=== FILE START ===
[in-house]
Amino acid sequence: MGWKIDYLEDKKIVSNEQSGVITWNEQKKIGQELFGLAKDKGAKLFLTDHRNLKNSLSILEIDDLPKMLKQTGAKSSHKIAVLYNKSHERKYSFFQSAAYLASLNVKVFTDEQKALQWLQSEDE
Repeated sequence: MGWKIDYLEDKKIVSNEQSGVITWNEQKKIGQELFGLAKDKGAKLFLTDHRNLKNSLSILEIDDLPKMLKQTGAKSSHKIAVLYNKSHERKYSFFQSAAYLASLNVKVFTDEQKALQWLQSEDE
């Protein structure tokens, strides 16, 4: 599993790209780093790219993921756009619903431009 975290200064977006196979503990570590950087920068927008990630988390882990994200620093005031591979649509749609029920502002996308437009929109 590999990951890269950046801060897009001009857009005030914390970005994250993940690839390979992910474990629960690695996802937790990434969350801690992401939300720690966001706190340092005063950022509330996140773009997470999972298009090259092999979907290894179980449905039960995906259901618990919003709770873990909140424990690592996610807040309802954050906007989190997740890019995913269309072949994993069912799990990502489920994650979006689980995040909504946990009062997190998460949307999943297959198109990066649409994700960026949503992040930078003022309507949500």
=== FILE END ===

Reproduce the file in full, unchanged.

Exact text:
[in-house]
Amino acid sequence: MGWKIDYLEDKKIVSNEQSGVITWNEQKKIGQELFGLAKDKGAKLFLTDHRNLKNSLSILEIDDLPKMLKQTGAKSSHKIAVLYNKSHERKYSFFQSAAYLASLNVKVFTDEQKALQWLQSEDE
Repeated sequence: MGWKIDYLEDKKIVSNEQSGVITWNEQKKIGQELFGLAKDKGAKLFLTDHRNLKNSLSILEIDDLPKMLKQTGAKSSHKIAVLYNKSHERKYSFFQSAAYLASLNVKVFTDEQKALQWLQSEDE
């Protein structure tokens, strides 16, 4: 599993790209780093790219993921756009619903431009 975290200064977006196979503990570590950087920068927008990630988390882990994200620093005031591979649509749609029920502002996308437009929109 590999990951890269950046801060897009001009857009005030914390970005994250993940690839390979992910474990629960690695996802937790990434969350801690992401939300720690966001706190340092005063950022509330996140773009997470999972298009090259092999979907290894179980449905039960995906259901618990919003709770873990909140424990690592996610807040309802954050906007989190997740890019995913269309072949994993069912799990990502489920994650979006689980995040909504946990009062997190998460949307999943297959198109990066649409994700960026949503992040930078003022309507949500």